Not long ago, I stood by and watched as a friend was taken advantage of.

She had hired a contractor to do some work for her, but when some of the work was done, my friend wasn’t happy with it and very nicely asked the contractor to make some changes, only to be told that they don’t work “on demand,” and that this relationship would not work. The contractor then proceeded to keep the deposit after essentially firing my friend.

I was outraged. My friend, on the other hand, was just depressed. “I guess I’ll have to hire someone else,” she said sadly, “and just start all over.”

“Wait a minute,” I balked, “aren’t you going to at least get your deposit back? They are basically stealing from you! You hired them to do a job and they didn’t do it. They are providing a service! It is not an unreasonable expectation that you will actually LIKE the work that gets done!”

But she just wanted to move on. And as much as I wanted to fight that battle for her, I couldn’t. It wasn’t mine to fight.

How to Stand Up for Yourself When It Counts

These fight or flight opportunities come up all the time in life, sometimes in big ways, but more often than not in those little moments, often when we are not even expecting them. When they do, it is important to be able to stand up for yourself and for what is right.

Sometimes that’s hard.

But, like anything else in life, the more we practice, the easier it gets. And so, If you’ve been struggling to stand up for yourself, here are a few simple ways you can start exercising a little more boldness in your life:

Ruth Soukup is proof a power pose evokes confidence.


Now stay with me for a minute, because I know this one sounds a little crazy, but there is some  evidence that standing in what author Amy Cuddy calls a “power pose” actually changes our body chemistry, raising our testosterone and lowering our cortisol, a physiological change that will make us feel more powerful, more assertive, and more confident.

Cuddy explains the whole process in depth in her book, Presence, or you can get the Cliff Note version of the idea by watching her wildly popular TED talk on the subject HERE.

In any case, this is something that I have actively practiced during times of stress or when I am feeling nervous or insecure, and I can honestly say that it does help! I’ve even started coaching my kids to do it too. Plus, it doesn’t hurt, cost anything, or take much time—what have you really got to lose?

Writing down your emotions is a helpful way to learn how to stand up for yourself in arguments.


Taking the time to write out your feelings about something that is bothering you can help in multiple ways. First, it forces you to articulate your thoughts into a coherent message, which can be helpful later if you decide to share those thoughts.

Second, it can prevent your feelings from festering inside—sometimes you just need to get it OUT, even if you aren’t ever planning on sharing those thoughts with another human being.

Third, it allows you to look at the situation more objectively and to decide whether further action is worth pursuing. It could be that once you get it out on paper, you feel better and nothing more needs to happen. On the other hand, once you’ve seen the issue in black and white, you might realize that something more must be done.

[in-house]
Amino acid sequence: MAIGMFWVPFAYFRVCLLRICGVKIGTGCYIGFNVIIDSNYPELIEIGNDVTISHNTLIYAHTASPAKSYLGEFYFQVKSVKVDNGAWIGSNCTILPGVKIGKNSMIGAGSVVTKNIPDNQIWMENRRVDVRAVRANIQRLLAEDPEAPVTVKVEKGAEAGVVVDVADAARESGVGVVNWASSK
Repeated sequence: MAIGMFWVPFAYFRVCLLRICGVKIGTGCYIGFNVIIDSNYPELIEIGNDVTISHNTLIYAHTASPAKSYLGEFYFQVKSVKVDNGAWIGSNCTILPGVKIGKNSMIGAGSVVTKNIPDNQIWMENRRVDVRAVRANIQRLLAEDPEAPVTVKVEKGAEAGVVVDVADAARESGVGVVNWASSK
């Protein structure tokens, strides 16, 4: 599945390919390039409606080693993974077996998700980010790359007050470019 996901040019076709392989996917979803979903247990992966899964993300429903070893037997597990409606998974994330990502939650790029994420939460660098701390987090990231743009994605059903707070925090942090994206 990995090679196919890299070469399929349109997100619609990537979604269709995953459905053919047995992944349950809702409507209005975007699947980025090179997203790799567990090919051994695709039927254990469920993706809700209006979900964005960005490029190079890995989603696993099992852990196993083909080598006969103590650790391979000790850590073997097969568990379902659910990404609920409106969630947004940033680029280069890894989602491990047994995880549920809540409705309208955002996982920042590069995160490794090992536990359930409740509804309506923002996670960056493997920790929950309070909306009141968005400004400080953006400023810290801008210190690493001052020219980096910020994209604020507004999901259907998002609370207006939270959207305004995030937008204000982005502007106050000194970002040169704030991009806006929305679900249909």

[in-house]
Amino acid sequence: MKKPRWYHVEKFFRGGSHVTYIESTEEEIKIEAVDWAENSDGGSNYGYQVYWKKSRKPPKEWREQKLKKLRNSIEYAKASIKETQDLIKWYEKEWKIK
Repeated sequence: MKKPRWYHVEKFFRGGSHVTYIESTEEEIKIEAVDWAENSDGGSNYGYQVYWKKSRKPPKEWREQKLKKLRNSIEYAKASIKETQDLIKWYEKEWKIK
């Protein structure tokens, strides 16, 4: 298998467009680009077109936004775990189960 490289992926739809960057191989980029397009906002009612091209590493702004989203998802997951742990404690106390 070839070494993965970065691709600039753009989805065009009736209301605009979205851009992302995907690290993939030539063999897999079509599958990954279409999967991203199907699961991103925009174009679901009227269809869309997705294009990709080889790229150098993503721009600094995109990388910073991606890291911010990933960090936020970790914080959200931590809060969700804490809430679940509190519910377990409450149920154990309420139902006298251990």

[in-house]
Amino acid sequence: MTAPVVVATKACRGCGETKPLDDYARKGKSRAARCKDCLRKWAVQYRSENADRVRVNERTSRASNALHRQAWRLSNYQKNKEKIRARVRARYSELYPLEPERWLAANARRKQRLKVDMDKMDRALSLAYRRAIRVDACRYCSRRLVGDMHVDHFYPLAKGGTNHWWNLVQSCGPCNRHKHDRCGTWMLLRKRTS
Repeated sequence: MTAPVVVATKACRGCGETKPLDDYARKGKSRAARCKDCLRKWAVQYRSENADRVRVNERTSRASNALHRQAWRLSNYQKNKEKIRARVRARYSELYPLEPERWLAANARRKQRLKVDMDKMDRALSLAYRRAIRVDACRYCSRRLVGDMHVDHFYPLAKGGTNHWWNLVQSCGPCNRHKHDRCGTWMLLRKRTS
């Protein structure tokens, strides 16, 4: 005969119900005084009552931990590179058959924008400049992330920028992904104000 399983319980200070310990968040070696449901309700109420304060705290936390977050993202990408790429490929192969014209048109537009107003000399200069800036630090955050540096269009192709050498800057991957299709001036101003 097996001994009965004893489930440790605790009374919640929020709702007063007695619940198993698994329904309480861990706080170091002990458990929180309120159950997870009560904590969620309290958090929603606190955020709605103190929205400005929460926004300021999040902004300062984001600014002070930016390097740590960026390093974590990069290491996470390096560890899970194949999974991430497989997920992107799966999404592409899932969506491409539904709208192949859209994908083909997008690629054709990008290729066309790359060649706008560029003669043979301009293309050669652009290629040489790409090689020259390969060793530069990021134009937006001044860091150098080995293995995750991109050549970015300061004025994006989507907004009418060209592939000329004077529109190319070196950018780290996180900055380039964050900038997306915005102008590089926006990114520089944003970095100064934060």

Either way, you’ll be prepared.


Have you ever noticed how often we keep our mouths shut when other people are rude, simply because we are trying to be polite? Someone sneaks in front of us in line at the DMV, and we just let it go. The guy in the row behind us at the theater won’t stop talking, and we say nothing. We don’t want to be confrontational. We don’t want to cause a scene.

But the truth is those little confrontations with strangers are great practice for the bigger conflicts that actually matter. They are a low-risk way to start speaking up for yourself, because chances are the person we speak up to is someone we will never see again. Use those moments as a way to build your courage, and make it your policy to always speak up.

Eleanor Roosevelt once said “you gain strength, courage and confidence by every experience in which you really stop to look fear in the face. You are able to say to yourself, ‘I have lived through this horror. I can take the next thing that comes along.’ You must do the thing you think you cannot do.

Along those same lines, Winston Churchill said, “you have enemies? Good. That means you’ve stood up for something in your life.”

In other words? It is how we deal with adversity that ultimately determines our character.

My challenge for you, if you are not already, is to start looking for ways to stand up for yourself a little more. Make a conscious effort to start building up the courage and the confidence to fight back when necessary.

Start using power poses. Take the time to write down the things that are bothering you. And practice speaking up daily. Take some time to think about how you will handle the next batch of adversity that comes your way—before it actually does.

(And make no mistake–it will come, in some form or another.)

And you’ll have to make the choice, the next time you’re hit with a fight or flight moment, whether you will just fade away and run the other direction, or whether you will put up your dukes and say ‘BRING IT!’?

I hope it’s the latter.

Are you a Runner or a Fighter? How to have the courage to stand up for yourself when it counts

Ruth Soukup

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